Facts of the Case
Defendants, David Trivax and Serlin, Trivax & Stern, PLLC (collectively, “Defendants”) initially defended Plaintiffs, Nasir Ali, Mir Asghar, and Mid Michigan Ambulatory Physicians (collectively, “Plaintiffs”), in a lawsuit filed by Plaintiffs’ former employee (the “First Lawsuit”). The First Lawsuit resolved through Michigan’s Case Evaluation process. Subsequent to the resolution of the First Lawsuit, Defendants advised Plaintiffs to file a second declaratory action lawsuit to confirm that the resolution of the First Lawsuit eliminated the employee’s right to receive a portion of future net profits from Plaintiffs pursuant to the employee’s employment agreement (the “Second Lawsuit”). Ultimately, the Plaintiffs lost the Second Lawsuit and subsequently filed a legal malpractice lawsuit against Defendants based on their legal advice to file the Second Lawsuit.
Legal Malpractice Standards
The Ali Court began its analysis by outlining the key principals in any legal malpractice case, stressing that “‘an attorney is obligated to use reasonable skill, care, discretion, and judgment in representing a client.”’ Ali, unpub op, at 2 (citing Simko v. Blake, 448 Mich. 548, 656 (1995)). The only issue before the Court of Appeals was whether Defendants were shielded from liability by the Attorney Judgment Rule or if Defendants breached their duty to Plaintiffs by negligently advising them to file the Second Lawsuit.
Underlying Legal Issue
In analyzing the Defendants’ recommendation to file the Second Lawsuit, the Ali Court held that the trial court should have more thoroughly analyzed the underlying legal issue—the effect of the parties’ acceptance of the Case Evaluation award to resolve the First Lawsuit. Ultimately, the Court of Appeals held that the language of MCR 2.403, which governs Case Evaluation, “could not be more clear that accepting a [C]ase [E]valuation means that all claims in the action are dismissed. CAM Constr. v. Lake Edgewood Condo Ass’n., 465 Mich. 549, 555 (2002) (emphasis in original, ellipses omitted). In short, it was clear to the Ali Court that the questions regarding the former employee’s entitlement to future earnings were resolved by the parties’ acceptance of the Case Evaluation Award in the First Lawsuit.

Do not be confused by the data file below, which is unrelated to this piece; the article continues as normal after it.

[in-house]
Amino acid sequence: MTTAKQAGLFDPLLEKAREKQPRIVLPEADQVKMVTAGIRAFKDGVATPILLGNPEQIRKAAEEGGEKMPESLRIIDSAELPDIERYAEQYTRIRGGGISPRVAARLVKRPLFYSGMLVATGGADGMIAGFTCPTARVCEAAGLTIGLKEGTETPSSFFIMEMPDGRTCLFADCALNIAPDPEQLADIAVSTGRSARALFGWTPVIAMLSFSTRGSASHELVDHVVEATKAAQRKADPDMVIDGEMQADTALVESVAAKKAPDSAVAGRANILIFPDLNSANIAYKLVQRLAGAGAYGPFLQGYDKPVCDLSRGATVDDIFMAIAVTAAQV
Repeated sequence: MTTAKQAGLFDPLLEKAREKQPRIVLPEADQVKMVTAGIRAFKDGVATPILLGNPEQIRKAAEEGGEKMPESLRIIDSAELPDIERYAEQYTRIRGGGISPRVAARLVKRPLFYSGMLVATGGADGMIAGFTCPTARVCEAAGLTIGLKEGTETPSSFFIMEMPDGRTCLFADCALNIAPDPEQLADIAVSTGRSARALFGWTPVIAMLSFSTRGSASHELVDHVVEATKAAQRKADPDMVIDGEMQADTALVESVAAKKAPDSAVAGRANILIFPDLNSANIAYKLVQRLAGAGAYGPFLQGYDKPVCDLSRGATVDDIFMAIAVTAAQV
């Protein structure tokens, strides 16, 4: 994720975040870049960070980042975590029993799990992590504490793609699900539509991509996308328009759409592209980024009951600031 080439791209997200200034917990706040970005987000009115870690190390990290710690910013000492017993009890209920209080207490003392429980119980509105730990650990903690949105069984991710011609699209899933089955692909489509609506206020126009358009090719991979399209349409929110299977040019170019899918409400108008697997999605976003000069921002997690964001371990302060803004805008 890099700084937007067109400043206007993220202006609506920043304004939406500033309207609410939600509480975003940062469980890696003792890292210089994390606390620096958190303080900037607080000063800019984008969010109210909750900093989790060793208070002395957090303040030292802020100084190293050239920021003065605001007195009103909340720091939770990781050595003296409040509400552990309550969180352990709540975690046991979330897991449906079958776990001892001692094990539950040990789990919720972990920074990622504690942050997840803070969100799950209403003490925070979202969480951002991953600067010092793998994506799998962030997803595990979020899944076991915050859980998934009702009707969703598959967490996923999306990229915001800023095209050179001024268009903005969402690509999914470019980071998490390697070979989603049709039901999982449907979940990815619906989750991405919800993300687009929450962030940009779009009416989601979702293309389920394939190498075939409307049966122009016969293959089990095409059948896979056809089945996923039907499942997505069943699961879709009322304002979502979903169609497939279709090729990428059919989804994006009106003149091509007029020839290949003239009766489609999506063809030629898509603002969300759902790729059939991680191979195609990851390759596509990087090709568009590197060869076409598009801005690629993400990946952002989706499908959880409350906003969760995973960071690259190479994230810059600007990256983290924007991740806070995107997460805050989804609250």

Attorney Judgment Rule
The Court of Appeals reaffirmed that despite an attorney’s “duty to behave as would an attorney of ordinary learning, judgment or skill under the same or similar circumstances,” an attorney is not “answerable for mere errors in judgment” as long as the attorney “acts in good faith and in honest belief that his acts and omissions are well founded in law…” Simko, 448 Mich. at 656, 658. However, the Ali Court held that the Attorney Judgment Rule does not protect Defendants’ conduct where the finality of Case Evaluation was clearly stated in MCR 2.403 and in Michigan case law for the last twenty-one years. Ali, unpub op, at 6. In short, while a “conceivable” argument could be proffered as to how the Second Lawsuit could have benefited Plaintiffs, the proper standard is a “good faith basis,” not conceivability. Thus, the Ali Court held that the Attorney Judgment Rule does not extend to an attorney’s incorrect legal advice to file a second (and unnecessary) lawsuit contrary to controlling Michigan law. Moreover, the Ali Court held that the determination of whether the Attorney Judgment Rule applies is an appropriate question for the jury, which will makes succeeding on summary disposition based upon the Attorney Judgment Rule an uphill struggle.